SOCIAL_AUTH_COMPLETE_URL_NAME  = 'socialauth_complete'
SOCIAL_AUTH_ASSOCIATE_URL_NAME = 'socialauth_associate_complete'

# ~~~~~~~~~~~~~~~~~~~~~~~~~~~~~~~~~~~~~~~~

The most important line from the above is the GOOGLE_WHITE_LISTED_DOMAINS. It’s this setting that limits access to users inside your organization.

Views and URLs

Now that we’ve got auth from Google, we need to wire it up. For a normal application, you’ll want to create a typical view and template for logging in, errors while logging in, a logout view (to delete your cookies), and then ensure you are using the login_required decorator or other access control. For this blog post, I’ll just sketch these out, based mainly off your main urls.py:

...
from django.contrib.auth.decorators import login_required
from django.contrib.auth.views import logout
from django.views.generic import TemplateView
...

urlpatterns += patterns('', 
    url(r'', include('social_auth.urls')),                                          # we absolutely need these ones

    url(r'^$', TemplateView.as_view(template_name="login.html")),                   # also fairly important
    url(r'^logout/$', logout, {'next_page': '/'}, name='gauth_logout'),             # this one is nice, but not totally required

    url(r'^login-error/$', TemplateView.as_view(template_name="login-error.html")), # if you've set up messages, you could loop through them here

    # Now we can test whether this stuff works
    url(r'^secrets$', login_required(TemplateView.as_view(template_name="secrets.html"))),  

)

If we set this up and then create a secrets.html in our templates directory:

THIS IS A SECRET!

… and a login.html in our templates directory:

<p>Use your work email credentials to sign in to this application: 
  <a href="{% url socialauth_begin 'google-oauth2' %}?next=/secrets">Sign In</a>
</p>

At this point, you should be able to start the Django debug server with ./manage.py runserver.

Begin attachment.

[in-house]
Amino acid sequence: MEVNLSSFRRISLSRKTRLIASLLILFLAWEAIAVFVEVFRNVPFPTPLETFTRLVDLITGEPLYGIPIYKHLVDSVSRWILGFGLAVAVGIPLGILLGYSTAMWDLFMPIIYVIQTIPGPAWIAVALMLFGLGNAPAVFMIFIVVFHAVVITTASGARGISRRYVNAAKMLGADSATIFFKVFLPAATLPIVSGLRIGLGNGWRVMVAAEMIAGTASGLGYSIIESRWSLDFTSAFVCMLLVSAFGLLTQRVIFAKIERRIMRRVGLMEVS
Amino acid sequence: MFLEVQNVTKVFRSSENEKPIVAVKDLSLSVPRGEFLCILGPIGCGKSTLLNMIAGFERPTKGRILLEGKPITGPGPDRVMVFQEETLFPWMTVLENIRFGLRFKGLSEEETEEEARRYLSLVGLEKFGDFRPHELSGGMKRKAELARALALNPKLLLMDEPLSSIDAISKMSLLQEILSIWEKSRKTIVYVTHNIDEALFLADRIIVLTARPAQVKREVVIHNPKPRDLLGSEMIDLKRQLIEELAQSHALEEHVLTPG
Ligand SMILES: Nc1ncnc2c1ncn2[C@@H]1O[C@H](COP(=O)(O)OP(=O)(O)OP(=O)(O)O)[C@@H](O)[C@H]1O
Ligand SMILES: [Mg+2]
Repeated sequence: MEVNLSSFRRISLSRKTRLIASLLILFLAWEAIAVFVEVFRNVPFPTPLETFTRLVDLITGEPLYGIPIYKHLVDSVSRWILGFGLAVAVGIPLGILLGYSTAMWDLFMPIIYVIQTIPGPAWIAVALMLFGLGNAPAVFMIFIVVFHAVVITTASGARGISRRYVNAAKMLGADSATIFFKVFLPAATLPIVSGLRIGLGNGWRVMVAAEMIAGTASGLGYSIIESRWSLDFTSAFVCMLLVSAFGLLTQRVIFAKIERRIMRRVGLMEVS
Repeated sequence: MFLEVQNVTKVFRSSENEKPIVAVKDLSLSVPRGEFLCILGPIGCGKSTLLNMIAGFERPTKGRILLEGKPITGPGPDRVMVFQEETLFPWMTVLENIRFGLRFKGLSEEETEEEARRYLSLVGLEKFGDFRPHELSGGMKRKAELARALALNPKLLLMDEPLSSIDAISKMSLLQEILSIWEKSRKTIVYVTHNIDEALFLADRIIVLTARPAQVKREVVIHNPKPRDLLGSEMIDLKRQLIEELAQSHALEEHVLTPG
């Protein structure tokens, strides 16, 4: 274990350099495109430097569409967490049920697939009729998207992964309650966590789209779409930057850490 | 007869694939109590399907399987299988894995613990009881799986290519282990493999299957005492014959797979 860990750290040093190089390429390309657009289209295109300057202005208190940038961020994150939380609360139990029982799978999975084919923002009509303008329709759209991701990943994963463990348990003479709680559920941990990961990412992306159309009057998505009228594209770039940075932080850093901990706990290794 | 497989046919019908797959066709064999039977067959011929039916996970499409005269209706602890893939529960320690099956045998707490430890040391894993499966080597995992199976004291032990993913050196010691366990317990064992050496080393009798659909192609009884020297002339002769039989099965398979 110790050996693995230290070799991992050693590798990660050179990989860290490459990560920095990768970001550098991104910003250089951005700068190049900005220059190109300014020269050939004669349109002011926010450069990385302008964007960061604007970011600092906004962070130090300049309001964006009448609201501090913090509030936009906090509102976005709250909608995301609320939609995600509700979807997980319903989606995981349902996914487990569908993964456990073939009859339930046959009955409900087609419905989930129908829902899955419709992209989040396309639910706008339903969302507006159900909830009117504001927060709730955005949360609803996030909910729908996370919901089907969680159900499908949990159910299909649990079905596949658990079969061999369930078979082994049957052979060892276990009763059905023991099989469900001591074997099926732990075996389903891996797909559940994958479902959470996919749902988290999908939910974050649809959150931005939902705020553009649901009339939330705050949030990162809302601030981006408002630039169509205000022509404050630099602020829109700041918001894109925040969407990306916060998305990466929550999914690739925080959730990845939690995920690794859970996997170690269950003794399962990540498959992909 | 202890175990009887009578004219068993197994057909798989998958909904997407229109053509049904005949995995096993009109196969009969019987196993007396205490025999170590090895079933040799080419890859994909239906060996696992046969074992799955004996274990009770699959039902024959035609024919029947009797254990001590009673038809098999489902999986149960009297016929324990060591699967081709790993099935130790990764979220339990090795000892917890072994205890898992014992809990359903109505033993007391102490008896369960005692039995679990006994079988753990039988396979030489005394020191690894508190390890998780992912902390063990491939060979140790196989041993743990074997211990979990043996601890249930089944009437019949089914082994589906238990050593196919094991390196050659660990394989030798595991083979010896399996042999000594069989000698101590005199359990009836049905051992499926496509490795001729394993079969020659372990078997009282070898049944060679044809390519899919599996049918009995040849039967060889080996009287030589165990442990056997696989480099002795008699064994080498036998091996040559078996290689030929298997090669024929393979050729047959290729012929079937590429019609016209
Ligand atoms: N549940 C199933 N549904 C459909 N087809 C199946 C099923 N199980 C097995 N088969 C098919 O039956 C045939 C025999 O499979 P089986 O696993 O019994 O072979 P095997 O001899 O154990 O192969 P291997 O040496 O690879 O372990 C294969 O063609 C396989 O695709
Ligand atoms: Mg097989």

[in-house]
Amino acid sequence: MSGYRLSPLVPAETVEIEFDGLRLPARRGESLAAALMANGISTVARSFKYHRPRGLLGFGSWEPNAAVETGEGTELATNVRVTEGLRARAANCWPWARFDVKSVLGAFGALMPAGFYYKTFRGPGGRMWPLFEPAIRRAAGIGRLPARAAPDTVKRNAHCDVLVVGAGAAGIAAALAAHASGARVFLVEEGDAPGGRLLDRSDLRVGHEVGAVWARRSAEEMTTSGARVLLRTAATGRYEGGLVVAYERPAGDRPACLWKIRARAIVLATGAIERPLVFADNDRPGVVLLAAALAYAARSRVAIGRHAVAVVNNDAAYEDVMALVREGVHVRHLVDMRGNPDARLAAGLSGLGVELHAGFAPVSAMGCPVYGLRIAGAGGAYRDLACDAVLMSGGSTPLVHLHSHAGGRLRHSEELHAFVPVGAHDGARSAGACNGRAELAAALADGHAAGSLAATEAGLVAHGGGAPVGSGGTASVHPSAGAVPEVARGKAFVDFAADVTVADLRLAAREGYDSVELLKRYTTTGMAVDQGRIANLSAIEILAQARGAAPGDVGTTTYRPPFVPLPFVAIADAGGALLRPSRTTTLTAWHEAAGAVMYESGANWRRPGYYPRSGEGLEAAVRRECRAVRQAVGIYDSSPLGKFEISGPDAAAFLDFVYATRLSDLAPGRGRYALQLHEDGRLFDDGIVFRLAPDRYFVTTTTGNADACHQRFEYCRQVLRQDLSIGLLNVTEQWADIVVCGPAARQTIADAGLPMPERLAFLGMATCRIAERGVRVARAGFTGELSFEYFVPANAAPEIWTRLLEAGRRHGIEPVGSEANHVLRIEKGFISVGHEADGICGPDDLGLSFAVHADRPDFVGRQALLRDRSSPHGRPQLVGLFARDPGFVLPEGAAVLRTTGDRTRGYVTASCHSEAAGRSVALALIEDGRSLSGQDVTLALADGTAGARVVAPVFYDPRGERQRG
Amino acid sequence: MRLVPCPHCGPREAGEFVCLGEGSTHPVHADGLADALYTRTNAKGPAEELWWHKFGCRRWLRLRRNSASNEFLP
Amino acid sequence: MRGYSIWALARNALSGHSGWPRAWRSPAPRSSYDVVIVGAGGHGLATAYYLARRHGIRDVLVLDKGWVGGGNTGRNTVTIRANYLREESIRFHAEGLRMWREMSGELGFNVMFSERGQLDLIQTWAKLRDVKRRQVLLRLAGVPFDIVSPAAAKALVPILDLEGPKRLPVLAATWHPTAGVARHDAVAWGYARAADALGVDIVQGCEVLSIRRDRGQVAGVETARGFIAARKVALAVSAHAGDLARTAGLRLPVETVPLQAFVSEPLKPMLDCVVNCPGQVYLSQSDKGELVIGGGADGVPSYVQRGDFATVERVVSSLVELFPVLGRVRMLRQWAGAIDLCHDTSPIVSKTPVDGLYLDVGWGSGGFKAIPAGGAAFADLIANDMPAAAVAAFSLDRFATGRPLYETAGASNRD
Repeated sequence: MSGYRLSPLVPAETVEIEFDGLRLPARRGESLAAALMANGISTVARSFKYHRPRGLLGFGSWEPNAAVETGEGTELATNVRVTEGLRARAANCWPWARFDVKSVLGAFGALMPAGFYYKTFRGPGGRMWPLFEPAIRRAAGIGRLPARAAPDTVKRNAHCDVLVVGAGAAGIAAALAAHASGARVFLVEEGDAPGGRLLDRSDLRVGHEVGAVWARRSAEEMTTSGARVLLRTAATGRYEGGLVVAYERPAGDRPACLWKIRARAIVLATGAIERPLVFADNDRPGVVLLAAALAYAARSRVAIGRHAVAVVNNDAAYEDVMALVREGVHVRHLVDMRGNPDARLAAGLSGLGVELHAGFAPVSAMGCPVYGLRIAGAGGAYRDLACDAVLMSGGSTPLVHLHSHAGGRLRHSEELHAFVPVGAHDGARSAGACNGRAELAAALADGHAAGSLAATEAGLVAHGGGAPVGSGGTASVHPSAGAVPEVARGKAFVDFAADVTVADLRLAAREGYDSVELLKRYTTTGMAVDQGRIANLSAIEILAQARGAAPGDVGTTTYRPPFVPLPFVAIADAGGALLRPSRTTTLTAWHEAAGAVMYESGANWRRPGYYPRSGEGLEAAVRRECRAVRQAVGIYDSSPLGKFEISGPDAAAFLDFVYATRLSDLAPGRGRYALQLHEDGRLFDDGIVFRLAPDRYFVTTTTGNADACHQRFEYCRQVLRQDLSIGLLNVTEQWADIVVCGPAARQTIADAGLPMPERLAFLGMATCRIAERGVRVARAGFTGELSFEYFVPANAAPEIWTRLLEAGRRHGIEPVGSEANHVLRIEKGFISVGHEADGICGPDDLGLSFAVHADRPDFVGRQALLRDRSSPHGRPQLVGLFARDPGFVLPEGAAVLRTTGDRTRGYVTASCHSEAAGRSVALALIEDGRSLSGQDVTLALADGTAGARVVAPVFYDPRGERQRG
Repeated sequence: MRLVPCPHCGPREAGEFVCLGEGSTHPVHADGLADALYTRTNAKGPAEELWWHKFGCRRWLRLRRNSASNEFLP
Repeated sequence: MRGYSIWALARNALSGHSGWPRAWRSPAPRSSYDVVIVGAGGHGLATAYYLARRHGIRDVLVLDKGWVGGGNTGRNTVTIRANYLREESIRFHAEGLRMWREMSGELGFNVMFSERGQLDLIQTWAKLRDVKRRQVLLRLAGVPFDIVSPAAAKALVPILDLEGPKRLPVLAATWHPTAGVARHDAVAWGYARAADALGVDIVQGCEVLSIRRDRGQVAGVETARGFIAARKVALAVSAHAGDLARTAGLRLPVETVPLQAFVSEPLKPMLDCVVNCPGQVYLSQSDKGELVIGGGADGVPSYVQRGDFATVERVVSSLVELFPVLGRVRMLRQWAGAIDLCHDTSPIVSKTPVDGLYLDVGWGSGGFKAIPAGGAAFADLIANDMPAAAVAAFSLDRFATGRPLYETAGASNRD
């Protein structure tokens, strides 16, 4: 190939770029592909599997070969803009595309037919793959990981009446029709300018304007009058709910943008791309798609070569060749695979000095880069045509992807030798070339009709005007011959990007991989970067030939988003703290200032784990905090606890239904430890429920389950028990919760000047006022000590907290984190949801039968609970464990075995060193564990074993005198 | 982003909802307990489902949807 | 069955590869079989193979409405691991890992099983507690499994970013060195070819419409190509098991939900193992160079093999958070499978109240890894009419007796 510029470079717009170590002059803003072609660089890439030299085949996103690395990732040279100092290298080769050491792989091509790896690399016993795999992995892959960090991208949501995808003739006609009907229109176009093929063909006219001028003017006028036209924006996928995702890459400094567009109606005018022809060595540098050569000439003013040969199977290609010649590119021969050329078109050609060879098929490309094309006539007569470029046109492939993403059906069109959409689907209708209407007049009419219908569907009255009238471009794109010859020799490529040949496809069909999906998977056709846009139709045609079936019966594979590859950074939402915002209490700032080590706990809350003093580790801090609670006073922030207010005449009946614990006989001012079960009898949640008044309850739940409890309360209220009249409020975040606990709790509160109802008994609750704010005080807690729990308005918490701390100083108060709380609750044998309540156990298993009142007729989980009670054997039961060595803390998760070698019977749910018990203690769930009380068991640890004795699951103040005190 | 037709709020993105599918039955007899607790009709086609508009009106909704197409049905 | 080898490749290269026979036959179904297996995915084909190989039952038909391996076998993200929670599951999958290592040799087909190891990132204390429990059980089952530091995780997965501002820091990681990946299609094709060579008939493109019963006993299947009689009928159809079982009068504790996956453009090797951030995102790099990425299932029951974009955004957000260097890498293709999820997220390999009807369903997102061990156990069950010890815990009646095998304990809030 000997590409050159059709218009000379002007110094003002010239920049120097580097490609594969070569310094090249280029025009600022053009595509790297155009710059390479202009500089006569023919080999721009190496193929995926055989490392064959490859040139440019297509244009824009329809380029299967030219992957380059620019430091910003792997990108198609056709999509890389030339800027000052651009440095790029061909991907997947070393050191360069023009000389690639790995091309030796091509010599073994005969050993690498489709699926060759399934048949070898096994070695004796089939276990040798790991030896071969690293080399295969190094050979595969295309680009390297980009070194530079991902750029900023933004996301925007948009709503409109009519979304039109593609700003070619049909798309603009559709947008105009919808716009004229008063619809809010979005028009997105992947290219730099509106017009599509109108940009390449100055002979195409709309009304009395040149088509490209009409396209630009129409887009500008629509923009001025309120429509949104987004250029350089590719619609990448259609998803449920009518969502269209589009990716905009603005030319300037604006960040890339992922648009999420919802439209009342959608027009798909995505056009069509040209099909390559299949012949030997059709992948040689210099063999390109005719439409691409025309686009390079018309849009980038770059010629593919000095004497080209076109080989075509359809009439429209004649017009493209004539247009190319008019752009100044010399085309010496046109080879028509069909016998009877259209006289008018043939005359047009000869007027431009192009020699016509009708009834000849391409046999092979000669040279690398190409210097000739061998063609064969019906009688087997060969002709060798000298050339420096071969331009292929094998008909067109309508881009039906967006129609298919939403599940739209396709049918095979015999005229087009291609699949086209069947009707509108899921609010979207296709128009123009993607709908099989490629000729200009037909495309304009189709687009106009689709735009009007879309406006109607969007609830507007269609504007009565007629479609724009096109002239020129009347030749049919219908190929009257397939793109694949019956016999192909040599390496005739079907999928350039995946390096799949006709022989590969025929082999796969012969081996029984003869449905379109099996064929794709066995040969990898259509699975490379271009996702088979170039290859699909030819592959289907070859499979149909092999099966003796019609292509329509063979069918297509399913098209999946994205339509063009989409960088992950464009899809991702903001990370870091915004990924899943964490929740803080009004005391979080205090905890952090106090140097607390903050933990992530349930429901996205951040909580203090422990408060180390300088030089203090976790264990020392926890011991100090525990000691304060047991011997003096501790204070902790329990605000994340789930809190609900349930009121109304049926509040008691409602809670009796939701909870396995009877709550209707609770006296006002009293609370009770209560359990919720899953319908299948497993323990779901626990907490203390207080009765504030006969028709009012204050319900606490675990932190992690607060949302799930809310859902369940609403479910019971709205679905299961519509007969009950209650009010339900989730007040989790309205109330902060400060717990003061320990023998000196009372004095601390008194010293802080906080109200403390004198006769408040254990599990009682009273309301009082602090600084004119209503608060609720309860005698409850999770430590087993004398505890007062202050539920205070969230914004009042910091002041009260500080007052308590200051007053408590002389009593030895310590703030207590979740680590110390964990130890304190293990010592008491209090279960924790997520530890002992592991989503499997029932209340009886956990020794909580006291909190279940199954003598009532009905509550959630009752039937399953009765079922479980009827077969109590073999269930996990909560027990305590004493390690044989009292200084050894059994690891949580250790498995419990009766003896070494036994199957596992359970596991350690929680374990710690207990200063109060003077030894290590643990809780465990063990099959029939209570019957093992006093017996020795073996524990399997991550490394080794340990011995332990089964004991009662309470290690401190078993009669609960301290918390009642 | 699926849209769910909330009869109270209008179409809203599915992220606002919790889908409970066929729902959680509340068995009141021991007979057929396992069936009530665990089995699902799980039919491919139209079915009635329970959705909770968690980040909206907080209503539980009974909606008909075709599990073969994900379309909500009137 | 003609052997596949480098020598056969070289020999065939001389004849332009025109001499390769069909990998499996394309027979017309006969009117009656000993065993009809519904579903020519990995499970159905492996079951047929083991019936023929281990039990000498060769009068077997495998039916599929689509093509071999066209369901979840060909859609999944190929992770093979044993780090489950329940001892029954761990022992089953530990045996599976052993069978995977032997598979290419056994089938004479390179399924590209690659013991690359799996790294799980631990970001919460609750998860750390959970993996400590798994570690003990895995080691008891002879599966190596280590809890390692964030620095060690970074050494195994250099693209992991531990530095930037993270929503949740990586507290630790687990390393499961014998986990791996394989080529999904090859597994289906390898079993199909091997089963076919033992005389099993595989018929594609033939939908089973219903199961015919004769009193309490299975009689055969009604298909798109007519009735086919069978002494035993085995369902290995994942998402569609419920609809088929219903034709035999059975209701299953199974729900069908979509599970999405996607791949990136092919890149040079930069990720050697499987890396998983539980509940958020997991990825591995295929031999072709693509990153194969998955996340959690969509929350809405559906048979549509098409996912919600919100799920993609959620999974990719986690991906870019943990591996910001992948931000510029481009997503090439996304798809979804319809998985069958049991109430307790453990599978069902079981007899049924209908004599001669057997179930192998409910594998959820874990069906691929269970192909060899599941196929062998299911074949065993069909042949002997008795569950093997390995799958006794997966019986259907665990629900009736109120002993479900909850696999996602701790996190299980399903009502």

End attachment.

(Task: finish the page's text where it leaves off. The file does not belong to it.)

Trying it out

If you visit http://localhost:8000/secrets with your browser now, you should be able to try it out. First off, you should not see your secrets yet (even if you are logged in). Before you get there, you need to both be logged into a Google account and grant access to let Google give your identity to this new application. After that happens, Google and django-social-auth will double-check that you are legit and pass the GOOGLE_WHITE_LISTED_DOMAINS. Finally, Google will send you back to the application and in this case you will be redirected to your ?next param.

Do also try it with a personal GMail account to make sure it errors with the login-error.html template. That’s the GOOGLE_WHITE_LISTED_DOMAINS at work.

Gotchas

Well, the most obvious failure is that you use a browser that is logged into your personal GMail rather than your Google Apps for work. The less obvious failure is that this will only work locally if you are running the Django debug server on port 8000 and putting localhost:8000 into your browser (127.0.0.1 won’t work).

It’s probably also worth adding this to one of your loggers inside your LOGGING:

        'SocialAuth': {
            'handlers':['console'],
            'propagate': True,
            'level':'DEBUG',
        }

One thought on “Google Apps Auth for Internal Django Sites

  1. Pingback: Eight Great Tools Simple Enough for a CEO | Digital publishing and technology posts from the team at Safari Books Online